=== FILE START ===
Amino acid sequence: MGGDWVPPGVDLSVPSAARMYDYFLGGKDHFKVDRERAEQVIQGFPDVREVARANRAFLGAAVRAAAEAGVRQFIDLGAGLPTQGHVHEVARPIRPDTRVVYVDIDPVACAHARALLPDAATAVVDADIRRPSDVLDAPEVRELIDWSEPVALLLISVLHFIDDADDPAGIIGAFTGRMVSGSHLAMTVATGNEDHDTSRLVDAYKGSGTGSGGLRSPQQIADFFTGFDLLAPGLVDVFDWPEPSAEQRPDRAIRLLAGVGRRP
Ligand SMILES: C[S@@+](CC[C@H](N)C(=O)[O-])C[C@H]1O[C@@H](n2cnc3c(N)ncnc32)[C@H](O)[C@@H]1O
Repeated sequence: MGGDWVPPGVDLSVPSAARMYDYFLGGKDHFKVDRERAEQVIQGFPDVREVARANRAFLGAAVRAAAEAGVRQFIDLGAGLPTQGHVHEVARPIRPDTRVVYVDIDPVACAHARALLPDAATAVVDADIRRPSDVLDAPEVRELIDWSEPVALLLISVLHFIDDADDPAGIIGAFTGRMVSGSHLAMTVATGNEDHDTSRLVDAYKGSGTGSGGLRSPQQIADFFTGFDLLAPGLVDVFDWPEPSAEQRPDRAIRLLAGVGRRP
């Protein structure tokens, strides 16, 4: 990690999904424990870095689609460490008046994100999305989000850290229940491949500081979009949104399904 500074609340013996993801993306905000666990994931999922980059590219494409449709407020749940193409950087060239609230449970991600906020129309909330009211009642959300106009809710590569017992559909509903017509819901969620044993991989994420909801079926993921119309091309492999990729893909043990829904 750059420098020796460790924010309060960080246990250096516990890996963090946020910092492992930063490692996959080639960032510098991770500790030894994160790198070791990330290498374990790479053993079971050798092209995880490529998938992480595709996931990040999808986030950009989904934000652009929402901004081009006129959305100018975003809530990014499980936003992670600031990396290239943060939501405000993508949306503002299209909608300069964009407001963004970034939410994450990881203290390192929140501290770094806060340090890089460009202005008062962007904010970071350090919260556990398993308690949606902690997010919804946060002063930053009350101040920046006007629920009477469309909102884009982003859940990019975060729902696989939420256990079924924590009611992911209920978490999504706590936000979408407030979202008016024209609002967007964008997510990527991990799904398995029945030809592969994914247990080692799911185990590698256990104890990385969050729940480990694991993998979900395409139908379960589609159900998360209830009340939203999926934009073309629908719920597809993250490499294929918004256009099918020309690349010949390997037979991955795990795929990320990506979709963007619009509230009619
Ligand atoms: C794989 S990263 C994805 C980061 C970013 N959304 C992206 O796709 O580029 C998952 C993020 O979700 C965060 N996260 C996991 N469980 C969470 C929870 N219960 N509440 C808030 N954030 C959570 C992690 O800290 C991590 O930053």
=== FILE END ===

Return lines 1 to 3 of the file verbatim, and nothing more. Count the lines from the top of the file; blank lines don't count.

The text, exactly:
Amino acid sequence: MGGDWVPPGVDLSVPSAARMYDYFLGGKDHFKVDRERAEQVIQGFPDVREVARANRAFLGAAVRAAAEAGVRQFIDLGAGLPTQGHVHEVARPIRPDTRVVYVDIDPVACAHARALLPDAATAVVDADIRRPSDVLDAPEVRELIDWSEPVALLLISVLHFIDDADDPAGIIGAFTGRMVSGSHLAMTVATGNEDHDTSRLVDAYKGSGTGSGGLRSPQQIADFFTGFDLLAPGLVDVFDWPEPSAEQRPDRAIRLLAGVGRRP
Ligand SMILES: C[S@@+](CC[C@H](N)C(=O)[O-])C[C@H]1O[C@@H](n2cnc3c(N)ncnc32)[C@H](O)[C@@H]1O
Repeated sequence: MGGDWVPPGVDLSVPSAARMYDYFLGGKDHFKVDRERAEQVIQGFPDVREVARANRAFLGAAVRAAAEAGVRQFIDLGAGLPTQGHVHEVARPIRPDTRVVYVDIDPVACAHARALLPDAATAVVDADIRRPSDVLDAPEVRELIDWSEPVALLLISVLHFIDDADDPAGIIGAFTGRMVSGSHLAMTVATGNEDHDTSRLVDAYKGSGTGSGGLRSPQQIADFFTGFDLLAPGLVDVFDWPEPSAEQRPDRAIRLLAGVGRRP